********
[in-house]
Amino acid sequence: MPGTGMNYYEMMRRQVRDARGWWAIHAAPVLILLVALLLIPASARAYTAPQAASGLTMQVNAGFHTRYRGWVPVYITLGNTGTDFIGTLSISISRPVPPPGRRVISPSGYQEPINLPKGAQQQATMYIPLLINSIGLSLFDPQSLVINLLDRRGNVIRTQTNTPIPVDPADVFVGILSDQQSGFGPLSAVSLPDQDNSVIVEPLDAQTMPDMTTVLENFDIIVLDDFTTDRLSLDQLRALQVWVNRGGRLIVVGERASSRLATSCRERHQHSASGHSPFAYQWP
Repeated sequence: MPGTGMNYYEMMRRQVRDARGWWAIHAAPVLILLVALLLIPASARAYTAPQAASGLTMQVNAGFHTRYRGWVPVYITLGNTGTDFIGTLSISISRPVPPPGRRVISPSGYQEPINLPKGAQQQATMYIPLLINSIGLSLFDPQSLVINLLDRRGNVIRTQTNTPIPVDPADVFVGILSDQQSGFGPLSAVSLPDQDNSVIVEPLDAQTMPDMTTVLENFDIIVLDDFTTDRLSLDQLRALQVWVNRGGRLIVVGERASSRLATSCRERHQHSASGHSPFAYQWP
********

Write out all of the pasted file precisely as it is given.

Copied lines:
[in-house]
Amino acid sequence: MPGTGMNYYEMMRRQVRDARGWWAIHAAPVLILLVALLLIPASARAYTAPQAASGLTMQVNAGFHTRYRGWVPVYITLGNTGTDFIGTLSISISRPVPPPGRRVISPSGYQEPINLPKGAQQQATMYIPLLINSIGLSLFDPQSLVINLLDRRGNVIRTQTNTPIPVDPADVFVGILSDQQSGFGPLSAVSLPDQDNSVIVEPLDAQTMPDMTTVLENFDIIVLDDFTTDRLSLDQLRALQVWVNRGGRLIVVGERASSRLATSCRERHQHSASGHSPFAYQWP
Repeated sequence: MPGTGMNYYEMMRRQVRDARGWWAIHAAPVLILLVALLLIPASARAYTAPQAASGLTMQVNAGFHTRYRGWVPVYITLGNTGTDFIGTLSISISRPVPPPGRRVISPSGYQEPINLPKGAQQQATMYIPLLINSIGLSLFDPQSLVINLLDRRGNVIRTQTNTPIPVDPADVFVGILSDQQSGFGPLSAVSLPDQDNSVIVEPLDAQTMPDMTTVLENFDIIVLDDFTTDRLSLDQLRALQVWVNRGGRLIVVGERASSRLATSCRERHQHSASGHSPFAYQWP